New homebuyers this year will already have spent £52,900 on rent

Report lays bare the huge cost of being a tenant, and casts doubt on the ability of Britons to save for a deposit – or ever get on the ladder

Click to follow
The Independent Online

First-time buyers planning to climb on to the housing ladder in 2016 will have already spent an average £52,900 on rent, a new report reveals today. 

That means the average buyer this year will have spent 16.4 per cent of their total lifetime earnings on rent in the years they were a tenant. 

In 2015, UK tenants  spent an average 22 per cent of their wages on the rent.

The data – from the Association of Residential Letting Agents (Arla) and the Centre for Economics and Business Research (CEBR) – shows that London buyers have spent the most: £68,300. Meanwhile, in the North-east of England, a first-time buyer is likely to have spent £31,300 on rent, the lowest amount in the country.

The figures were calculated on the basis that the typical first-time buyer is aged 31, and would have spent 13 years renting since leaving the family home.

The report has also calculated that those entering the rental market this year will have to fork out £64,400 on average before they can afford to buy a home. The figure in London is more than 40 per cent higher at £91,500.

David Cox, Arla’s managing director, said: “The rising cost of rent in this country is a huge issue, and is preventing tenants from being able to save to buy a home.” 

He added that “rents are becoming alarmingly unaffordable due to the lack of affordable housing”.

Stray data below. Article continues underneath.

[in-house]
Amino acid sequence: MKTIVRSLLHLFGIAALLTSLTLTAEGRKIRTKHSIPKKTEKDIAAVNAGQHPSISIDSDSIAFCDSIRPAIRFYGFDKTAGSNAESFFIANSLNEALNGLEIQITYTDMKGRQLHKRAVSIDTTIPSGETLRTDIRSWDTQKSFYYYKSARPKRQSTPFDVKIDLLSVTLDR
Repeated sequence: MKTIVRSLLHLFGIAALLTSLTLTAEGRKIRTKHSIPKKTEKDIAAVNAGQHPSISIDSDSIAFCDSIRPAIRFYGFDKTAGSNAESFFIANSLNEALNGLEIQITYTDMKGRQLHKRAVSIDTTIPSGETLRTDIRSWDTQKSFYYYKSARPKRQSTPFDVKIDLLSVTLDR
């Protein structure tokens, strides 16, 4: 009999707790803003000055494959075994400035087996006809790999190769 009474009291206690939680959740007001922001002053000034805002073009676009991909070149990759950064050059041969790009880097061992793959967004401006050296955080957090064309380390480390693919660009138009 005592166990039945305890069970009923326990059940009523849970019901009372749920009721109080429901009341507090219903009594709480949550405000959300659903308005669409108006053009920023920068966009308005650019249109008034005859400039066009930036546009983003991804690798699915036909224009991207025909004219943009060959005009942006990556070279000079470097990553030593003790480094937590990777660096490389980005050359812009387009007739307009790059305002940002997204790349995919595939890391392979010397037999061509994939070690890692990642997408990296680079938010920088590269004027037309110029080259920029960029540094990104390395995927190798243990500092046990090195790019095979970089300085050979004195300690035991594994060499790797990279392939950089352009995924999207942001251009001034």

A fifth of UK tenants do not expect they will ever be able to afford to be a homeowner. The average house price stood at £196,829 at last month, according to Nationwide building society.

Mr Cox warned that as interest rates start rising, so there will be more pressure on rental costs and they are likely to increase as a consequence.

Betsy Dillner, director of the campaign group Generation Rent, told The Independent that more legislation for  the rental market would be welcomed by tenants.

Ms Dillner said: “If we had rent controls and better protection from eviction, renters could enjoy stability now – and fewer people would be so desperate to buy.”

But there was better news for existing homeowners as the Council of Mortgage Lenders (CML) reported that fewer than one in 1,000 mortgage deals ended in repossession last year, with the number of homeowners behind on payments falling  to its lowest level for more than a decade. CML data showed the annual arrears rate for 2015 was 0.92 per cent, equating to less than one in 100 home loans.

Its quarterly statistics also showed that mortgage arrears among owner-occupiers were  running at 1.03 per cent of all loans at the end of 2015, with a lower rate of 0.31 per cent among landlords, continuing a recent trend of fewer arrears in the buy-to-let market. There was around one repossession per 2,500 mortgages in the sector  in the fourth quarter, compared with one in 5,000 in the home-owner market.

Rishi Passi, chief executive of the development lender Oblix Capital, said the repossession rates are low “thanks to a lending landscape that has continued to tighten its belt significantly since the mistakes of the financial crisis”.

 He added: “An ongoing spell of low interest rates - not expected to rise until the third quarter of 2017 – has given property owners some room for manoeuvre before repayments and mortgage rates start to increase again.”

But the CML warned borrowers to plan ahead for a time when the interest-rate environment may change.